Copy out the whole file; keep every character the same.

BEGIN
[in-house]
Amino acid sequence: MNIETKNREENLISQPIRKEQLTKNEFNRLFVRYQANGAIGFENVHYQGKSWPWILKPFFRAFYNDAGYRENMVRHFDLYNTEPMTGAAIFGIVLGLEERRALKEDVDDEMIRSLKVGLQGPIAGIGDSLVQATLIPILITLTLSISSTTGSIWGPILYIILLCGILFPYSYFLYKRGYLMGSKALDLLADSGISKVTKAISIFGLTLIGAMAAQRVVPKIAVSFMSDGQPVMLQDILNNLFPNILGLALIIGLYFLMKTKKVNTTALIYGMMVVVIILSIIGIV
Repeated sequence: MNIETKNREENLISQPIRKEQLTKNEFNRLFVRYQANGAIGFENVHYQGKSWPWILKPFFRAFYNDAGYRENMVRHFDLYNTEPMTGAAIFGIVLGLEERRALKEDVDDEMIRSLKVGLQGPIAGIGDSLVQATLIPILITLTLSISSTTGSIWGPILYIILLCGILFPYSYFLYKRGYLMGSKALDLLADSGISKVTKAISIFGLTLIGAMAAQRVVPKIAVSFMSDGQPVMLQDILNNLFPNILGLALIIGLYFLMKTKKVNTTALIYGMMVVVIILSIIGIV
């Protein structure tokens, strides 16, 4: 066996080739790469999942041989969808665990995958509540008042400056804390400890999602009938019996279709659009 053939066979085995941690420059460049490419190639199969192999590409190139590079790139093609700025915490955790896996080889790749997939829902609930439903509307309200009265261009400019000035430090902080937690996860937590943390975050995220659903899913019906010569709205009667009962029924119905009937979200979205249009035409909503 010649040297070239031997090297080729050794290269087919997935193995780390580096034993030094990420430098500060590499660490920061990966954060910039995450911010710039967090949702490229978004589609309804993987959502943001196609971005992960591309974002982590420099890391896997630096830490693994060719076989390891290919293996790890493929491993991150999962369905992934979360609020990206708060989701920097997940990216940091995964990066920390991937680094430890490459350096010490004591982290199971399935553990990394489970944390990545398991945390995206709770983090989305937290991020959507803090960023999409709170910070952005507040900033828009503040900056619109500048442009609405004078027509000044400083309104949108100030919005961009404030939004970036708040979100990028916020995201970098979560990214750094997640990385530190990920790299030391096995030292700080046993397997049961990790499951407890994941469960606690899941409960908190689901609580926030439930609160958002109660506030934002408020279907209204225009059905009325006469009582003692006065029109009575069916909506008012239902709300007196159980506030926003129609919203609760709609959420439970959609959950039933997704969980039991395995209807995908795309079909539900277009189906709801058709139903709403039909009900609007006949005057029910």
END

[in-house]
Amino acid sequence: MNIETKNREENLISQPIRKEQLTKNEFNRLFVRYQANGAIGFENVHYQGKSWPWILKPFFRAFYNDAGYRENMVRHFDLYNTEPMTGAAIFGIVLGLEERRALKEDVDDEMIRSLKVGLQGPIAGIGDSLVQATLIPILITLTLSISSTTGSIWGPILYIILLCGILFPYSYFLYKRGYLMGSKALDLLADSGISKVTKAISIFGLTLIGAMAAQRVVPKIAVSFMSDGQPVMLQDILNNLFPNILGLALIIGLYFLMKTKKVNTTALIYGMMVVVIILSIIGIV
Repeated sequence: MNIETKNREENLISQPIRKEQLTKNEFNRLFVRYQANGAIGFENVHYQGKSWPWILKPFFRAFYNDAGYRENMVRHFDLYNTEPMTGAAIFGIVLGLEERRALKEDVDDEMIRSLKVGLQGPIAGIGDSLVQATLIPILITLTLSISSTTGSIWGPILYIILLCGILFPYSYFLYKRGYLMGSKALDLLADSGISKVTKAISIFGLTLIGAMAAQRVVPKIAVSFMSDGQPVMLQDILNNLFPNILGLALIIGLYFLMKTKKVNTTALIYGMMVVVIILSIIGIV
């Protein structure tokens, strides 16, 4: 066996080739790469999942041989969808665990995958509540008042400056804390400890999602009938019996279709659009 053939066979085995941690420059460049490419190639199969192999590409190139590079790139093609700025915490955790896996080889790749997939829902609930439903509307309200009265261009400019000035430090902080937690996860937590943390975050995220659903899913019906010569709205009667009962029924119905009937979200979205249009035409909503 010649040297070239031997090297080729050794290269087919997935193995780390580096034993030094990420430098500060590499660490920061990966954060910039995450911010710039967090949702490229978004589609309804993987959502943001196609971005992960591309974002982590420099890391896997630096830490693994060719076989390891290919293996790890493929491993991150999962369905992934979360609020990206708060989701920097997940990216940091995964990066920390991937680094430890490459350096010490004591982290199971399935553990990394489970944390990545398991945390995206709770983090989305937290991020959507803090960023999409709170910070952005507040900033828009503040900056619109500048442009609405004078027509000044400083309104949108100030919005961009404030939004970036708040979100990028916020995201970098979560990214750094997640990385530190990920790299030391096995030292700080046993397997049961990790499951407890994941469960606690899941409960908190689901609580926030439930609160958002109660506030934002408020279907209204225009059905009325006469009582003692006065029109009575069916909506008012239902709300007196159980506030926003129609919203609760709609959420439970959609959950039933997704969980039991395995209807995908795309079909539900277009189906709801058709139903709403039909009900609007006949005057029910």